National Patterns in Antidepressant Treatment by Psychiatrists and General Medical Providers: Results From the National Comorbidity Survey Replication

Ramin Mojtabai, MD, PhD, MPH; and Mark Olfson, MD, MPH

Published: July 31, 2008

Article Abstract

Background: Primary care physicians, rather than psychiatrists, prescribe a majority of psychotropic medications in the United States. However, past research has shown significant differences in psychopharmacologic treatment practices of these 2 groups of physicians. The objective of this study was to compare patient characteristics and treatment patterns of adults in the United States treated with antidepressant medications by psychiatrists and other medical providers.

Method: Data from the National Comorbidity Survey Replication (February 2001-April 2003) were used to compare characteristics of adults (aged >= 18 years) prescribed antidepressants by psychiatrists (N = 255) or other medical providers (N = 673). The treatment groups were also compared with respect to presenting problem, antidepressant type and dose, and continuity of treatment.

Results: Approximately 1 in 10 adults (10.5%) were treated with an antidepressant in the past year, usually by a general medical provider (73.6%). Compared with those treated by psychiatrists, adults treated by general medical providers were significantly more likely to be at least 65 years of age and to reside in a nonurban area. By contrast, those treated by psychiatrists were significantly more likely to be male, to report significant distress, to present with serious mood or anxiety symptoms, and to meet DSM-IV criteria for mood and anxiety disorders. Individuals treated by psychiatrists typically received higher doses of medications, were less likely to stop the medication before 30 days, and were more likely to continue 90 days or longer.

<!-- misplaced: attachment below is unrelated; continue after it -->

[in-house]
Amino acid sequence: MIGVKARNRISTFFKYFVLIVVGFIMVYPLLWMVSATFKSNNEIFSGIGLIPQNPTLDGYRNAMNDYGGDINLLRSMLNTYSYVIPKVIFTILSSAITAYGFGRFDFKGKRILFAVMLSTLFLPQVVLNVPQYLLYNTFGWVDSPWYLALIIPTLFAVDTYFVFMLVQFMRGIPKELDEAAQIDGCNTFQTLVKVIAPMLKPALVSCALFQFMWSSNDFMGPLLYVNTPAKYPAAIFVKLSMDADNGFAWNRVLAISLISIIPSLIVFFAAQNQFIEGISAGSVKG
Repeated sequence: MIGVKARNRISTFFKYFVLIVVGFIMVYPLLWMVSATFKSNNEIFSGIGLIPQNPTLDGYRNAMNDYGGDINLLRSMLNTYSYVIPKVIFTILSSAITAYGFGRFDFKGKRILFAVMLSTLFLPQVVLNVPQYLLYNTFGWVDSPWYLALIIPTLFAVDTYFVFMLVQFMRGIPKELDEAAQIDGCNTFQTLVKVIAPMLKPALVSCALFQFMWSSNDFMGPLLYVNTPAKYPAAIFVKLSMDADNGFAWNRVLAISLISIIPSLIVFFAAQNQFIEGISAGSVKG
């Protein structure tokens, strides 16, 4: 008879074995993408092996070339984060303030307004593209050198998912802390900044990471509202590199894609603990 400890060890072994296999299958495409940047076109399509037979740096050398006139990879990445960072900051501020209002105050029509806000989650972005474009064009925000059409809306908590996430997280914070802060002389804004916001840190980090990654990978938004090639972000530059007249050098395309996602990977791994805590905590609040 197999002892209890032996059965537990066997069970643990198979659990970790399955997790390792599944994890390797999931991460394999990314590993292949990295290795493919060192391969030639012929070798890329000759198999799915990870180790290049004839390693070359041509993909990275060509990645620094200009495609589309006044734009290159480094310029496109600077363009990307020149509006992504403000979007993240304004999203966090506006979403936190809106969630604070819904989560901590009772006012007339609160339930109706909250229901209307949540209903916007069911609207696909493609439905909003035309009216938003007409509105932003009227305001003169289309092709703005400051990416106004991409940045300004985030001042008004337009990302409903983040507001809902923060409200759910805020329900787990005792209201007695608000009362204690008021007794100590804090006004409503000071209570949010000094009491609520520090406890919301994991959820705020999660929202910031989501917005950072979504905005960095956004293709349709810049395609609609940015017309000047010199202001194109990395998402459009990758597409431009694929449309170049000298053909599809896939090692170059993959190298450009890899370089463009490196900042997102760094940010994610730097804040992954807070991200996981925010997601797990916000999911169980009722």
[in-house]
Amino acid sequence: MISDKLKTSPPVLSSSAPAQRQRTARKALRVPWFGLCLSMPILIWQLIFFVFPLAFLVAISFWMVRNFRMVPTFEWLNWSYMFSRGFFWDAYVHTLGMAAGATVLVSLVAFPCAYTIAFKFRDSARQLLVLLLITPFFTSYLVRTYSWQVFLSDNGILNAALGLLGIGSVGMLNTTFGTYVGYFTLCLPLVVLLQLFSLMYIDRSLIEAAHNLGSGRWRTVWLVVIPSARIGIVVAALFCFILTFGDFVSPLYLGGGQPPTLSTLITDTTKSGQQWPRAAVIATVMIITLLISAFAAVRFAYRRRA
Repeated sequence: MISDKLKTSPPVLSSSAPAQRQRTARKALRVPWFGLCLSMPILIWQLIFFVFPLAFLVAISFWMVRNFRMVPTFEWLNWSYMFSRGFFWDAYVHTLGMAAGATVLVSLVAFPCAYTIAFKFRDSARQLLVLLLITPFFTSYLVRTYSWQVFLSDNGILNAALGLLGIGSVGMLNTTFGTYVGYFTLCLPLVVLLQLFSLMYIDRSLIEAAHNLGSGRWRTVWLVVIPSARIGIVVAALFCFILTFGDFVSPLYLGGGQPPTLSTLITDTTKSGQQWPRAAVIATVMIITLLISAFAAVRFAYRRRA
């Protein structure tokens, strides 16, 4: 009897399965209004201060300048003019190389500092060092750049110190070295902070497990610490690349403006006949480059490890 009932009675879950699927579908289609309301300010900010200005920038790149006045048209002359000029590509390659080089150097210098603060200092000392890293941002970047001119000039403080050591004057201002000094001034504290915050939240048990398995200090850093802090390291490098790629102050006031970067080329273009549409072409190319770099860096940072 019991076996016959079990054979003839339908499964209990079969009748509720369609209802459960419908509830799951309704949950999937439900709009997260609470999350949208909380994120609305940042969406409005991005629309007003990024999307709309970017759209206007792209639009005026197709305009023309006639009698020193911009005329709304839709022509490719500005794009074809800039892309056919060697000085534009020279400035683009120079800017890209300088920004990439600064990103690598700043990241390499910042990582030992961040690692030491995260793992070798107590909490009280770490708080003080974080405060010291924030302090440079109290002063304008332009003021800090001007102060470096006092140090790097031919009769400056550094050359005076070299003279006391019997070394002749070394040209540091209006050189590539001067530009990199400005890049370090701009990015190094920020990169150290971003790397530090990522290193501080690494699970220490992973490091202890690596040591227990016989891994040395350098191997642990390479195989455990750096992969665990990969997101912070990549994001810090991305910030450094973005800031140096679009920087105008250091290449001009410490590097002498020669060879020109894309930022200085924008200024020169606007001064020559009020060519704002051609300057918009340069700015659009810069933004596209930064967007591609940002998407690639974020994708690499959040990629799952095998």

Conclusions: Most adults treated with antidepressants receive the medication from general medical providers. In comparison with adults treated by psychiatrists, those treated by general medical providers are less likely to meet the criteria for mood or anxiety disorders or to continue medication beyond the first month. Quality improvement initiatives in general medical settings should focus on better targeting and continuity of antidepressant medications.

Volume: 69

Quick Links: Comorbidity , Medical

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